Poll: GNOME Classic session in Silverblue

Hi everyone,

there was a request in the past that we should remove the GNOME Classic session from the Silverblue base image. Before doing so, we would like to know how many of our users are using it. Can you please vote? The poll will be closed on April 15. Thank you for participating!

Do you use the GNOME Classic session in Silverblue?
  • Yes
  • No

0 voters


I had to just try it out really quick on Silverblue F34 Beta. Not sure if it is anything I’ve done, but it is pretty useless here. Just the one panel at the top, I don’t know how to open anything with it. I thought there used to be an Applications menu and a panel at the bottom for windows/workspaces.

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There is GNOME Flashback which is a GTK3 Port for GNOME classic.

I would think that GNOME flashback would be a replacement for GNOME Classic in this case, because GNOME Flashback uses the GNOME Shell and other features including GTK3 to follow GNOME 3/40 desktop development. so it is clean and straight to the point. If you enjoy using GNOME Classic. You wouldnt mind the switch to GNOME Flashback

I’m all about simplification so I think that not supporting alternative sessions by default is great for the longterm life and focus of the project. Users interested in continuing to use older interface designs have the freedom to install any other desktop environment that covers this need or GNOME extensions to customize the default experience.

It’s great to see this efforts about focusing on a single, cohesive user experience, since the needs of users who want a GNOME 2 or WinXP like interface are already covered by other projects, and I think the goal of Fedora and Fedora Silverblue is big enough to also worry about older interface paradigms.

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GNOME Classic is really just a set of extensions, right? Can these extensions be enabled at a user level without having a special session type?

Classic mode is a set of extensions, a different theme, and a few other tweaks.
You can see the definition here:



It seems to be a bit more. There is also some styling and things like that. But yes, some extensions from fmuellner (fmuellner's Profile - GNOME Shell Extensions) are needed to allow a “classic” look in 3.38. Since gnome 40 looks totally different and is even closer to classic than 3.38, not sure if these will be updated in time and allow the same customization as previously.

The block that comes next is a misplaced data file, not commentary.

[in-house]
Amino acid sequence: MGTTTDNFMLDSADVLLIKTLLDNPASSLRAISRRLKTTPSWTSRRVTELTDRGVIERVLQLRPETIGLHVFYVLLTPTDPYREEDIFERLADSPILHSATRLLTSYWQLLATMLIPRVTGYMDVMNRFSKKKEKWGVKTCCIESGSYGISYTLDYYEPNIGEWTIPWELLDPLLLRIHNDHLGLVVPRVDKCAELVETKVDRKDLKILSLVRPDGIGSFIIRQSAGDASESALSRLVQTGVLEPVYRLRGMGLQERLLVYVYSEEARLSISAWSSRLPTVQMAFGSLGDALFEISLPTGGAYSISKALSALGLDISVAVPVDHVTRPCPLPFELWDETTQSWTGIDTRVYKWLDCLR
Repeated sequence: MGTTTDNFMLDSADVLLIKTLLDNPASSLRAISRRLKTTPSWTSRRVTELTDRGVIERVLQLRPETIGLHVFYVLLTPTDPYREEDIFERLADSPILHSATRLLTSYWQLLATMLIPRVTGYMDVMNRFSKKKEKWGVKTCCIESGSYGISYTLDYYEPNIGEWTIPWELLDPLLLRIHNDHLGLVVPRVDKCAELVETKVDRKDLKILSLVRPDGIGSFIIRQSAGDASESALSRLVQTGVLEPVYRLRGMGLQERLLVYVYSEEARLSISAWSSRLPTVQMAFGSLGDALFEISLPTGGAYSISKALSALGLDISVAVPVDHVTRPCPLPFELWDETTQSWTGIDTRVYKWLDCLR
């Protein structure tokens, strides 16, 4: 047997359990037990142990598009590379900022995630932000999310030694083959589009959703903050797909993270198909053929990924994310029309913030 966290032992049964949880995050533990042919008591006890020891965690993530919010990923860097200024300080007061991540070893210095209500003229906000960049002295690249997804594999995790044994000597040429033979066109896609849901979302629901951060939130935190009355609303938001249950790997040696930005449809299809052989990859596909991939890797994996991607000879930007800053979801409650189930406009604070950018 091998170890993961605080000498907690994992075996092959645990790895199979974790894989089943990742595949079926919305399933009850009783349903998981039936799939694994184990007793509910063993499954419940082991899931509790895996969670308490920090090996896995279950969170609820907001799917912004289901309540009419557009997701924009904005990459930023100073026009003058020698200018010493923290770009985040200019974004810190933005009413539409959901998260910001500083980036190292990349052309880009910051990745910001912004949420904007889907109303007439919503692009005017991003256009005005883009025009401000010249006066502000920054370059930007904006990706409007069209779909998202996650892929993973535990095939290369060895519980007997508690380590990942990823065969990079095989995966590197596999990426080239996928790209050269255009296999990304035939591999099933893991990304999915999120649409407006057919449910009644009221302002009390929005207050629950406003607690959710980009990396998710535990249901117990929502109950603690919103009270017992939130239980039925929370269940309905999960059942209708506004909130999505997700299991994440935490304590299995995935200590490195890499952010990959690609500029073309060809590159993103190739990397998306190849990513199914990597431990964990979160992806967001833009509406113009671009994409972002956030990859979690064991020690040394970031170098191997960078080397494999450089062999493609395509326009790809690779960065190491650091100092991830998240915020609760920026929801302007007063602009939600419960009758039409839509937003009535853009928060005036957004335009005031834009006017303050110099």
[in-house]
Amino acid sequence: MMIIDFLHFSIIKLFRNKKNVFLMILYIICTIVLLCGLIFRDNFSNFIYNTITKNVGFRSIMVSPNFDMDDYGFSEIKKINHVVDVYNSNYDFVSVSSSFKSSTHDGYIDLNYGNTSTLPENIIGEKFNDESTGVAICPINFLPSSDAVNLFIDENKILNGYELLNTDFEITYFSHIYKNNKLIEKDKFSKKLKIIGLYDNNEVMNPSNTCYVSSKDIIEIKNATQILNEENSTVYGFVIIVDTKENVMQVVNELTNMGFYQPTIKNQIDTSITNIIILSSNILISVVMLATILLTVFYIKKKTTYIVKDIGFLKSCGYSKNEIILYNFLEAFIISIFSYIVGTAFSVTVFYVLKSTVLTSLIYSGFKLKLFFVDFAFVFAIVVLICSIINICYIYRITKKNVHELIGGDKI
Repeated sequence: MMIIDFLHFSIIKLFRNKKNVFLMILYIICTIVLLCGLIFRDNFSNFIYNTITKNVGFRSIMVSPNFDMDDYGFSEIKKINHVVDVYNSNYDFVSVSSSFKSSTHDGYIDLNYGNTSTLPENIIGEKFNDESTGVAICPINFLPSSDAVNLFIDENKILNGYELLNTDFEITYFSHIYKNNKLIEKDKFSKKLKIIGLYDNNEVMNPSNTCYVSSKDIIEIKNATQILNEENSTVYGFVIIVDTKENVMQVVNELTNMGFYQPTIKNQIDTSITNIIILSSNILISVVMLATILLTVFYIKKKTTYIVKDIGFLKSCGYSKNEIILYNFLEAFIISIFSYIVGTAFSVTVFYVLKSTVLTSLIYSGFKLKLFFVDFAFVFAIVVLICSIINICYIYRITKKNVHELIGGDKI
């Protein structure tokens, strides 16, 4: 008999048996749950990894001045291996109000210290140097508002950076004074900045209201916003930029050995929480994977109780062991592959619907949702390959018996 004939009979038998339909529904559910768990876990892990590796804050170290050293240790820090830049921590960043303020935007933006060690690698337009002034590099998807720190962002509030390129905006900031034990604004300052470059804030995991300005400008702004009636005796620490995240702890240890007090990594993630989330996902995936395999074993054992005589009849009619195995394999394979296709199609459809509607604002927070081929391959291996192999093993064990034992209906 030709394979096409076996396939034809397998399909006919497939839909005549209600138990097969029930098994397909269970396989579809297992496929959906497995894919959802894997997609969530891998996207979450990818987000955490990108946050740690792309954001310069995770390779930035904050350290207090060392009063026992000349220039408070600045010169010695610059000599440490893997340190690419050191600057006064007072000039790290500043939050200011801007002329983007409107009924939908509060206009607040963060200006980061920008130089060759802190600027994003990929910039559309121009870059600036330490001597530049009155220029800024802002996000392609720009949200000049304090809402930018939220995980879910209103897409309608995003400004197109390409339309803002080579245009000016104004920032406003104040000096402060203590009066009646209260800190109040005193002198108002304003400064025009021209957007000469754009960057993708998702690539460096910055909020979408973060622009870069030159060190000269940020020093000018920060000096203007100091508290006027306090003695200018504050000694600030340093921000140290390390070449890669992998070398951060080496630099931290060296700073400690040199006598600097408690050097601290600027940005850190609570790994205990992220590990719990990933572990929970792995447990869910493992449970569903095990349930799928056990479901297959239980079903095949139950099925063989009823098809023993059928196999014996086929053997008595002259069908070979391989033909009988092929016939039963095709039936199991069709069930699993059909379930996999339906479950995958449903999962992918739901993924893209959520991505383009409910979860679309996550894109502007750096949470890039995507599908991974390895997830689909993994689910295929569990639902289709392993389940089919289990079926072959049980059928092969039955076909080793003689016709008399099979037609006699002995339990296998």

BUT, even if gnome-classic is a thing for gnome40/fedora34+, there shouldn’t be any issue to install this via rpm-ostree on demand. I am not even sure, if gnome-classic has any advantage aside a classic look.

how much is classic session in disk space and rpms on an installed system?

I dont use it, but as silverblue is a different kettle of fish, before removing the option, it wouldbe useful to know how much space would be saved by removing it.

I doubt it would be a substantial saving.

what if we remove a lot of such not used really or/and things that duplicate other packages from the base install, plus in an immutable system, you have a few copies of your tree so bloat multiplies

It’s not much (maybe 2 MB in total or less, including dependencies). The bigger issue is, that it pulls in 4 additional gnome-extensions. These are also not large, but will be present, if the user does not decide to “override remove” them, including gnome-classic.

dump it.

i never use gnome classic & never will.

It’s actually just like 120 Kb as the extensions are mostly just short CSS and JS files. I honestly thought that it’s bigger and I’m skeptical whether it will make sense to actually differentiate from Workstation just because of these savings.

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Thanks everyone for participating! I’m actually quite positively surprised by the amount of votes! We will take the numbers into account, when we will do the decision. Once it’s done, I will let you know here.

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Please take into consideration that a lot of enterprise users (Red Hat Enterprise Linux) may be using the classic shell… and with toolbox now having RHEL and CentOS support, some developer workstations may be Fedora-based to have fasting moving parts for some end-user software.

For example, on Fedora, you can do:

toolbox create rhel83 -r 8.3 -d rhel

…and have a toolbox container based on the RHEL 8.3 UBI

While Fedora != Enterprise Linux, it’s probably a good idea to not have them diverge over 120 Kb of optional toggles, from an IT support point of view.

(Disclaimer: I don’t know if any organization is using Fedora as workstations along with with RHEL/CentOS as servers or workstations. It’s all hypothetical. But I have seen some blog posts where they achieved something similar because of interest in things like this, even before official RHEL UBI support landed in toolbox.)

Anyway, just saying popularity isn’t everything, and there may be a case for keeping the tiny files around on the base repo.

Yes, this is completely true and we are aware it. But thank you for raising it @garrett !

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